disclaimer: as mentioned in my other mail (
) I am currently studying the revocation system of duplex micropayment
channels in detail but I am also pretty new to the topic. So I hope the
attack I am about to describe is not possible and it is just me overseeing
some detail or rather my lack of understanding.
That being said even after waiting one week upon discovery and double
checking the assumptions I made I am still positive that the revocation
system in its current form allows for a new form of a 51% attack. This
attack seems to be way more harmful than a successful 51% attack on the
bitcoin network. Afaik within the bitcoin network I could 'only double
spend' my own funds with a successful 51% attack. In the lightning case it
seems that an attacker could steal an arbitrary amount of funds as long as
the attacker has enough payment channels with enough balance open.
The attack itself follows exactly the philosophy of lightning: "If a tree
falls in the forest and no one is around to hear it. Does it make a sound?"
In the context of the attack this would translate to: "If a 51% attacker
secretly mines enough blocks after fraudulently spending old commitment
transactions and no one sees it during the the *to_self_delay* period,
have the commitment transactions been spent? (How) Can they be revoked?"
As for the technical details I quote from the spec of BOLT 3:
"*To allow an opportunity for penalty transactions, in case of a revoked
commitment transaction, all outputs that return funds to the owner of the
commitment transaction (a.k.a. the "local node") must be delayed for *
*to_self_delay** blocks. This delay is done in a second-stage HTLC
transaction (HTLC-success for HTLCs accepted by the local node,
HTLC-timeout for HTLCs offered by the local node)*"
Assume an attacker has 51% of the hash power she could open several
lightning channels and in particular accept any incoming payment channel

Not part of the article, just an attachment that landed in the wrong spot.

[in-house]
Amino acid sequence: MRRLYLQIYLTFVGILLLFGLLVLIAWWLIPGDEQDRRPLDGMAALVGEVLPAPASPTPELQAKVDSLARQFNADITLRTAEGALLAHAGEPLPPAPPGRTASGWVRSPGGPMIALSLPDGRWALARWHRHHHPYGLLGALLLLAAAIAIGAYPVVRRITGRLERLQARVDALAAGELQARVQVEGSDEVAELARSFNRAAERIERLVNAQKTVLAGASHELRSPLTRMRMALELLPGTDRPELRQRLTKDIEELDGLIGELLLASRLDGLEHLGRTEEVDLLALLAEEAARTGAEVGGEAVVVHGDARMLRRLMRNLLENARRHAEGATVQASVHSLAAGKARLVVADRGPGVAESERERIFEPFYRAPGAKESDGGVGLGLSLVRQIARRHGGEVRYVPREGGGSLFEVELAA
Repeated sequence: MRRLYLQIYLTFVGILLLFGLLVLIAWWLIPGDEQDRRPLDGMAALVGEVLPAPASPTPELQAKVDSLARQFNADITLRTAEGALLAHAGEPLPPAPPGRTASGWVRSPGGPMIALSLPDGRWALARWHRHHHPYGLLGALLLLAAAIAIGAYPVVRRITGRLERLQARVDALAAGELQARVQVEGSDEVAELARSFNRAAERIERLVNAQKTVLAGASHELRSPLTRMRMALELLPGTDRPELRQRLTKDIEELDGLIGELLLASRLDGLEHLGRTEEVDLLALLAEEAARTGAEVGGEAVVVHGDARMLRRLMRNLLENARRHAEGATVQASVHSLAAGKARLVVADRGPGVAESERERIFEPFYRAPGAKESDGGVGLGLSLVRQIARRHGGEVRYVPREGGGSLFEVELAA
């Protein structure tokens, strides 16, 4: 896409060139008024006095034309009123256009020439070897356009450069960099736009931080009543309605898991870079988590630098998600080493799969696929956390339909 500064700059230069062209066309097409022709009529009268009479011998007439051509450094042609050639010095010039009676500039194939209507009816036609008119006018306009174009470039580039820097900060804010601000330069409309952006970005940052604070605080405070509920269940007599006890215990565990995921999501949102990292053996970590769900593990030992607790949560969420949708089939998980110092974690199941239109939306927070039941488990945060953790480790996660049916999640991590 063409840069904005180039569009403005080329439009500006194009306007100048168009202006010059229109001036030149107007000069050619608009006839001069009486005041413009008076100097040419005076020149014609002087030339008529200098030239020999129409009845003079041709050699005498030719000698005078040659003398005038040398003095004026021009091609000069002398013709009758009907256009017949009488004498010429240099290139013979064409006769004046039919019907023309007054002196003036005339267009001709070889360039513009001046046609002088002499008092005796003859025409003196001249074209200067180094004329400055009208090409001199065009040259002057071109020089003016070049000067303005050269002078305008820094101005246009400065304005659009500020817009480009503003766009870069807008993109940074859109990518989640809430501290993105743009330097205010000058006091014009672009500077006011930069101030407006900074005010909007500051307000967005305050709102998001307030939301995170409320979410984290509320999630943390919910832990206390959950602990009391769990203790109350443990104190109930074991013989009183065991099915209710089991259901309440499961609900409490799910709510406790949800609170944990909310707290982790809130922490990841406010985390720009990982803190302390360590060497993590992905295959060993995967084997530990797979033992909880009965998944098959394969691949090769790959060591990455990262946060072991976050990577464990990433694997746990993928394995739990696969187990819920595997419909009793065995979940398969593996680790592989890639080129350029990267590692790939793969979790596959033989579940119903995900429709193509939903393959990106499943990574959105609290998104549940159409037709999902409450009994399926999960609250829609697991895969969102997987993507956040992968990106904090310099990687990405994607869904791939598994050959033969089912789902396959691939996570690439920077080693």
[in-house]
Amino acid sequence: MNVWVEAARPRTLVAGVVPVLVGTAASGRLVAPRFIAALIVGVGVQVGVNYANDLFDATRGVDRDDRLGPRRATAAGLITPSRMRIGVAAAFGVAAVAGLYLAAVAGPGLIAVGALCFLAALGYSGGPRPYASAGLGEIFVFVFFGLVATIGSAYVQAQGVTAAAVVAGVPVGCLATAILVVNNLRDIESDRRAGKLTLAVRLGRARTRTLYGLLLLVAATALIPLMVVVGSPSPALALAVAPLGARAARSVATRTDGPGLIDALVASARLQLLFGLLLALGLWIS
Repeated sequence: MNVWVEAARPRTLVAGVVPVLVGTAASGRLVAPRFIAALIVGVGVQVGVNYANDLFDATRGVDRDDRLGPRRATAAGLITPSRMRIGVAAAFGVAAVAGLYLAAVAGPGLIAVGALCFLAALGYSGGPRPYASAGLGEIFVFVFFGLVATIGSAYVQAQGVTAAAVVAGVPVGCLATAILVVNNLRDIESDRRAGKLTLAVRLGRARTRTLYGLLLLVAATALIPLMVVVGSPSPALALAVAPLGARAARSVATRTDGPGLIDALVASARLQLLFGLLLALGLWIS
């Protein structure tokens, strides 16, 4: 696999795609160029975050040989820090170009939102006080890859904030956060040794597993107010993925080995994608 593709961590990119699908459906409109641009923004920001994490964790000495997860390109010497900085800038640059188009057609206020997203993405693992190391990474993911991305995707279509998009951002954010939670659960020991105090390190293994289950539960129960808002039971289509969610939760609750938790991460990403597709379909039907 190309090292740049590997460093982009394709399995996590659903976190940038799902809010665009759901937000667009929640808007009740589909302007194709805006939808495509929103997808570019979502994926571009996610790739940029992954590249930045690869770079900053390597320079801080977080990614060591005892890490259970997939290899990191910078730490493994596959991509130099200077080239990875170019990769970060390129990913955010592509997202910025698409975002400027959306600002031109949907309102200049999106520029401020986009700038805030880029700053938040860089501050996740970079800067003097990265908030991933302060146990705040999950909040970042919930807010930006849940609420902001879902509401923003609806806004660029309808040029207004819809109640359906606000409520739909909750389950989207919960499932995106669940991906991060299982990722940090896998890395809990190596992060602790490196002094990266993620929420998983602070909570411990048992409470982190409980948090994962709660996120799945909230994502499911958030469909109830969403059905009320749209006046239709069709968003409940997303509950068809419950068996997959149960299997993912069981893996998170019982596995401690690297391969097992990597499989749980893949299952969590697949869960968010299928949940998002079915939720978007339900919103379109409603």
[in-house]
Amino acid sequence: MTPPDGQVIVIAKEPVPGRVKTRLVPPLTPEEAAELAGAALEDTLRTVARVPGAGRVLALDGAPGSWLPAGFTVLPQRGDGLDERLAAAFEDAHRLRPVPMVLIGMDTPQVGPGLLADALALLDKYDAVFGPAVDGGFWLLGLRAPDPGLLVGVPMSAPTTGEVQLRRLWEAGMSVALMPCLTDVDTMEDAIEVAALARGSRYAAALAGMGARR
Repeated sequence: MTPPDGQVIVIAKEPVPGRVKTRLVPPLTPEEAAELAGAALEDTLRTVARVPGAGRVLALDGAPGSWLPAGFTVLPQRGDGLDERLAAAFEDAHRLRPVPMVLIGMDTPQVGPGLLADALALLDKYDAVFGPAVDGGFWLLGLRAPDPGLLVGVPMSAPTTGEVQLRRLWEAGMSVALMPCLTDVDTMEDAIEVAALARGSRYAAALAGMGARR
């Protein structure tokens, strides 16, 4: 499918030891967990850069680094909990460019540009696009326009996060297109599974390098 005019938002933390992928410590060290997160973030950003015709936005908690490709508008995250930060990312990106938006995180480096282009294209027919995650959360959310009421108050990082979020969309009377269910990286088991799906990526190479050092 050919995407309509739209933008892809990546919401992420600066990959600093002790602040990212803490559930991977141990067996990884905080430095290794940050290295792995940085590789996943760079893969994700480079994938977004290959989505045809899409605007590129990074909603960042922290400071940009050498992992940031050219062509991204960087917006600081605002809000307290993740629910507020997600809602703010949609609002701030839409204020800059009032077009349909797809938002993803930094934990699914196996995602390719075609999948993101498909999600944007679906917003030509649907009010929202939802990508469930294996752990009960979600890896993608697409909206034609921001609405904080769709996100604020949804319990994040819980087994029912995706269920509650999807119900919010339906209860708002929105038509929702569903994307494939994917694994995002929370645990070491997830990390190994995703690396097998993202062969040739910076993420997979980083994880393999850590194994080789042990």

(the more balance is in her channels the more lucrative the 51% attack).
Since the attacker already has a lot of hash power it is reasonable (but
not necessary) to assume that the attacker already has a lot of bitcoins
and is well known to honest nodes in the network which makes it even more
likely to have many open channels.
The attacker keeps track of her (revocable) commitment transactions in
which the balance is mostly on the attackers side. Once the attacker knows
enough of these (old) commitment transactions the attack is being executed
in the following way:
0.) The max value of to_self_delay is evaluated. Let us assume it is 72
blocks (or half a day).
1.) The attacker secretly starts mining on her own but does not broadcasts
any successfully mined block. Since the attacker has 51% of the hash power
she will most likely be faster than the network to mine the 72 blocks of
the safety period in which fraudulent commitment transactions could be
2.) The attacker spends all the fraudulent (old) commitment transactions in
the first block of her secrete mining endeavor.
3.) Meanwhile the attacker starts spending her own funds of her payment
channels e.g on decentralized exchanges for any other (crypto)currency.
4.) As soon as the attacker has mined enough blocks that the commitment
transactions cannot be revoked she broadcasts her secretly minded
blockchain which will be accepted by the network as it is the longest
chain. (In Particular she includes all the other bitcoin transactions that
are also in the original public blockchain so that other people don't even
realize something suspicious has happened.)
Since according to the spec channels should never be balanced worse than
99% to 1% the attacker could steal up to 99% of all the bitcoins allocated
in the sum of all payment channels the attacker was connected to. This
amount could obviously be way higher than just double spending her own
funds. This attack would be interesting in particular for the power nodes
created by the Barabasi-Albert model of lnd's autopilot (c.f.:
I understand that with the growth of the bitcoin (mining) network a 51%
attack becomes less and less likely. Also I am very happy to be proven
false about the attack that I am describing.
Another sad thing about this attack is that I currently do not see any
(reasonable) way of preventing this form of a 51% attack (other than
creating payment channels that don't offer the possibility of revocation)
as it is abusing exactly the core idea of lightning to do something in
secret without broadcasting it.
Best regards Rene
Lightning-dev mailing list